Australia’s ‘secret prisoner’ denounces lack of mental health assistance from his government employer


An Australian intelligence official sentenced to 15 months in jail and now unable to use his real name appears to have turned to Twitter to correct misinformation about his case.

Given the alias “Alan Johns” by the court, the man was dubbed “Witness J” by his friend and author Robert Macklin, who broke the story last week in Canberra’s City News.

Details of the criminal case against the official appear to be suppressed either by court order, the Attorney General, or the Intelligence Services Act.

The first public record came to light in a court hearing on November 8. It concerned an Australian Federal Police raid of the home of the officials’ brother, looking for the manuscript of an alternative history novel Witness J had authored while he was serving his sentence at the Alexander Maconochie Centre. Following his release on August 16, the official undertook civil court action against Corinne Justason, the AMC’s general manager over the raid and loss of privileges.

He lost that case, but a new Twitter profile claiming to be the official Witness J’s states it was through that court action he finally learned about the secret suppression orders made about his case.

“After 15 years serving my country — ten in uniform, and five more recently in a suit — I was cast into a secret trial and incarcerated,” writes ‘WitnessJ8‘, a new Twitter profile created on Tuesday claiming to be the former intelligence official and soldier.

I knew the charges but not the court orders. I had to take the Alexander Maconochie Centre for court for that (and still lost).”

The account also has a message for former colleagues in the Australian intelligence community, that he had no intention of breaching the Intelligence Services Act or the court orders surrounding his case:

“Tonight there are members of my former community, either on duty or casually here, who will feel compelled to report this all tomorrow. I respect your role, and your adherence to your mandate.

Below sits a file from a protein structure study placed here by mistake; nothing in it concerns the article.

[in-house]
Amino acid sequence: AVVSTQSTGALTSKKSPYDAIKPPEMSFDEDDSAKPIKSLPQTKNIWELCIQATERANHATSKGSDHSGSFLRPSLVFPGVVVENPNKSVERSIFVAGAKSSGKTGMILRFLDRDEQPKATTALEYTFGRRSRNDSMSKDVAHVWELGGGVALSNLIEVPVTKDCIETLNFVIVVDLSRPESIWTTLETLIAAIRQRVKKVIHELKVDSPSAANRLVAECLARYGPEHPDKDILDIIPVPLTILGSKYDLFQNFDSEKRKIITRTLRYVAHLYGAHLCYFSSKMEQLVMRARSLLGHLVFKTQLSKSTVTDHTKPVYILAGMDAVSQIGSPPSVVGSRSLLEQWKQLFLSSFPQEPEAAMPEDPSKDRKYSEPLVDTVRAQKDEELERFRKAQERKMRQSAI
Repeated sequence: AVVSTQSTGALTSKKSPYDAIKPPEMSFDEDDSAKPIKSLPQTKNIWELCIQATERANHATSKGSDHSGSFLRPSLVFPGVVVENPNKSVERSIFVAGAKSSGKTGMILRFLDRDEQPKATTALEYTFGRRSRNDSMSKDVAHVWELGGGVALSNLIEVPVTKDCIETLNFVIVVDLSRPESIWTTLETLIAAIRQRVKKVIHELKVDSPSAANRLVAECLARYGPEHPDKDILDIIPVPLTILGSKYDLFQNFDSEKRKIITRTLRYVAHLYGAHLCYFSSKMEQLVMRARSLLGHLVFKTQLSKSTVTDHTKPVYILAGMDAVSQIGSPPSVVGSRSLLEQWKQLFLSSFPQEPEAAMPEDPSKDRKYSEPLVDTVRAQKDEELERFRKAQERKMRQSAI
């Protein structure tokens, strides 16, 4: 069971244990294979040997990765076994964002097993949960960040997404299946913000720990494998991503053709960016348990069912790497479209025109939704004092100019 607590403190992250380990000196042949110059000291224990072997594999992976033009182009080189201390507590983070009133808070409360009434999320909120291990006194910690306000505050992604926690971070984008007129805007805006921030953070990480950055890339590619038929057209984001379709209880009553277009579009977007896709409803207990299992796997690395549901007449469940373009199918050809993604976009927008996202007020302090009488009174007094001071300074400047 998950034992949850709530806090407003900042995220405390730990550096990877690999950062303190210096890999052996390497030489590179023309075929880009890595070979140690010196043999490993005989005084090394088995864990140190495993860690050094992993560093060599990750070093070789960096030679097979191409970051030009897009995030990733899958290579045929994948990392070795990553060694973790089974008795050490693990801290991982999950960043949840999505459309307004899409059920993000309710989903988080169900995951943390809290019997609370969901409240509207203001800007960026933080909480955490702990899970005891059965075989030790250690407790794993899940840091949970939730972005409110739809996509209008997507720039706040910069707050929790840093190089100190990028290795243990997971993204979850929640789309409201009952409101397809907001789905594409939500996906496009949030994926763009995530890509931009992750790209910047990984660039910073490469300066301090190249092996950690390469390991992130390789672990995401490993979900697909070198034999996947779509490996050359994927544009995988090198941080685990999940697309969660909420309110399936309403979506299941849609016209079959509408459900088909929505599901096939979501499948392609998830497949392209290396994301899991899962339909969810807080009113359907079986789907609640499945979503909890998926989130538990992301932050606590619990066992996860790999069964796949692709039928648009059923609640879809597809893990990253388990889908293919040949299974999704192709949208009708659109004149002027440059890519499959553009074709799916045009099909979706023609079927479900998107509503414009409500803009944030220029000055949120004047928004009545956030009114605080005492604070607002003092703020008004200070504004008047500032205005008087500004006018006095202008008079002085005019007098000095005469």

“I am not here to share secrets, or do the wrong thing. For those here tonight working in that space, thank you for what you do. You have my respects.”

The criminal offence and trial

The official has admitted to the crime he was tried for. It was a serious offence, especially for an intelligence officer.

The social media account shared scant statements about the official’s original trial. That it was conducted in secret, that his legal representation had no precedent on which to build his defence, and that he did not assist a foreign power.

Robert Macklin also commented on the undisclosed criminal charge:

“…his actions were triggered by what he perceived as a personal affront to someone he loved.

“However, had it not been for the 10 stressful years he had spent fighting for his country and seeing his fellow soldiers killed in the bloodied dust of Uruzgan Province, nor the next five after joining DFAT and postings to Iraq and other places, then I could easily guess that he would not have offended as apparently he did.”

The official told Macklin he intends to have a memoir published about his time in jail. It will not cover the circumstances of the crime that got him there.

‘Don’t wait until it’s too late … save your own life’

The primary message this ‘Witness J’ Twitter profile had to share was that his story began with 15 years of service to the nation, in which he was forward deployed to Timor, Afghanistan, Iraq, and Indonesia. “Some in uniform, some in a suit. All with a love of Australia foremost.”

But when he needed mental health support following those multiple deployments, the senior executives in the government prevented him from receiving assistance, either inside or outside the Australian intelligence community.

“I asked for mental health support three times to senior officers in a very small organisation. Because of my security clearance, I was prohibited from seeking independent health assistance. It didn’t come. The rest is suppressed by order of the attorney-general.”

He says he nearly lost his life to suicide. Now his former agency is paying for his treatment, according to tweets from the account.

“For those in the intelligence community watching tonight, don’t, please, wait to put your hand up and ask for mental health support. Do it now. Don’t wait for your employer to clear you in six months, or until it’s too late. Save your own life.”

‘Witness J’ doesn’t seem to hold his experience against his colleagues in the organisation he once belonged to, noting it does “brilliant things to keep our nation prosperous… Unfortunately there is a rotten core, evident in a stagnant leadership which won’t learn its lessons.”

The Mandarin has been in communication with the owner of the Twitter account and independently confirmed parts of the public statements.

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